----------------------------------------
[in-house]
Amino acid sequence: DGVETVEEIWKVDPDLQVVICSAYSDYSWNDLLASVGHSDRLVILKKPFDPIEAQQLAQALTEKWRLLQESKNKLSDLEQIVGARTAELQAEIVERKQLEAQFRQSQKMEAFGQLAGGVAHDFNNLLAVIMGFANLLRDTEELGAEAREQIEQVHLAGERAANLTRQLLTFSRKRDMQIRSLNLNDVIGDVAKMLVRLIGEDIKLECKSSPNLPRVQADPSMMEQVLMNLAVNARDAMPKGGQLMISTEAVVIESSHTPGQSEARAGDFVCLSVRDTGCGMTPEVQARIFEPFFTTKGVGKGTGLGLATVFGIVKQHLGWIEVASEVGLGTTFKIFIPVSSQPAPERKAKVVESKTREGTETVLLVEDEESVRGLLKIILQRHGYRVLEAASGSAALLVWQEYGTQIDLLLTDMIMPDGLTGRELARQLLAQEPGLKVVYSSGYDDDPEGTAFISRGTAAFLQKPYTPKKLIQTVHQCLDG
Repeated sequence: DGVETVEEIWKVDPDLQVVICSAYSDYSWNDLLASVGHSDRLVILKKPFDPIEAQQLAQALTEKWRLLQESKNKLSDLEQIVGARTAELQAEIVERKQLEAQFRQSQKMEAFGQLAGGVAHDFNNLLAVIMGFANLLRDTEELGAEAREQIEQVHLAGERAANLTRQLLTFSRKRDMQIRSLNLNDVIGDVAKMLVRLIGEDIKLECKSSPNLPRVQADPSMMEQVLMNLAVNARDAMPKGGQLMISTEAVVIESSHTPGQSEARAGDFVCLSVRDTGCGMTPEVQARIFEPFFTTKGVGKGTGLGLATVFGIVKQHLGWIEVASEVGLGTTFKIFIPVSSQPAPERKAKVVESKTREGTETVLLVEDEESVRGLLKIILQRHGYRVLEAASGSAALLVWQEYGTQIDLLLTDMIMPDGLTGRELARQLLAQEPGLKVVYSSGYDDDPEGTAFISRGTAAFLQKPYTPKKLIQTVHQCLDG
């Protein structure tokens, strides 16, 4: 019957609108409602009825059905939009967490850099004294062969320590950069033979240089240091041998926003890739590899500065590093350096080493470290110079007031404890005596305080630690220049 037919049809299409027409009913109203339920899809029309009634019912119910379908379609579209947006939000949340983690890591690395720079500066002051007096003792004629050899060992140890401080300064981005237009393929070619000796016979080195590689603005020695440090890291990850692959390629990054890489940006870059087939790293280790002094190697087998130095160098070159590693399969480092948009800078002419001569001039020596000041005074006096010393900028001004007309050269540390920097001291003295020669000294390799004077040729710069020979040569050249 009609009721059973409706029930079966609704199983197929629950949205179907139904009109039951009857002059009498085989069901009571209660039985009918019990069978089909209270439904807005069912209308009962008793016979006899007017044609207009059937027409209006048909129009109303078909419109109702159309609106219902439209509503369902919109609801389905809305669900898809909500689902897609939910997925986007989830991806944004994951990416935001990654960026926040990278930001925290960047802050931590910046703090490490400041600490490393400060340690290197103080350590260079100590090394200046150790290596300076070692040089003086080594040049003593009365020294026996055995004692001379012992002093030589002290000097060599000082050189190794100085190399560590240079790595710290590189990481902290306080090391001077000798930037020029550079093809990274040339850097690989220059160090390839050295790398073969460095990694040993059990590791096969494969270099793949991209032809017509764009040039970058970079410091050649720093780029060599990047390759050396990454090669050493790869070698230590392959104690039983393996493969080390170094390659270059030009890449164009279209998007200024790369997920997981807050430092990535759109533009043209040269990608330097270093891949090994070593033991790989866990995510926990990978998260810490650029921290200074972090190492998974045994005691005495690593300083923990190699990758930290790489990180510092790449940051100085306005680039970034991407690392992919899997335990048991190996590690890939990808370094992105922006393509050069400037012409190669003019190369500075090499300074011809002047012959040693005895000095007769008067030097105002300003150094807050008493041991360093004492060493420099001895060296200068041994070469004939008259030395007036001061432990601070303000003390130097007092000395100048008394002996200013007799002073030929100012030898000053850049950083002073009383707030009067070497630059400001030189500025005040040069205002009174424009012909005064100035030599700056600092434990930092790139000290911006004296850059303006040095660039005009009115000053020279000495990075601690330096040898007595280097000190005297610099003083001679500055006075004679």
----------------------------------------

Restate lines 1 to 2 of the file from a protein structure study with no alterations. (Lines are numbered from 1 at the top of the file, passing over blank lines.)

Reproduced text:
[in-house]
Amino acid sequence: DGVETVEEIWKVDPDLQVVICSAYSDYSWNDLLASVGHSDRLVILKKPFDPIEAQQLAQALTEKWRLLQESKNKLSDLEQIVGARTAELQAEIVERKQLEAQFRQSQKMEAFGQLAGGVAHDFNNLLAVIMGFANLLRDTEELGAEAREQIEQVHLAGERAANLTRQLLTFSRKRDMQIRSLNLNDVIGDVAKMLVRLIGEDIKLECKSSPNLPRVQADPSMMEQVLMNLAVNARDAMPKGGQLMISTEAVVIESSHTPGQSEARAGDFVCLSVRDTGCGMTPEVQARIFEPFFTTKGVGKGTGLGLATVFGIVKQHLGWIEVASEVGLGTTFKIFIPVSSQPAPERKAKVVESKTREGTETVLLVEDEESVRGLLKIILQRHGYRVLEAASGSAALLVWQEYGTQIDLLLTDMIMPDGLTGRELARQLLAQEPGLKVVYSSGYDDDPEGTAFISRGTAAFLQKPYTPKKLIQTVHQCLDG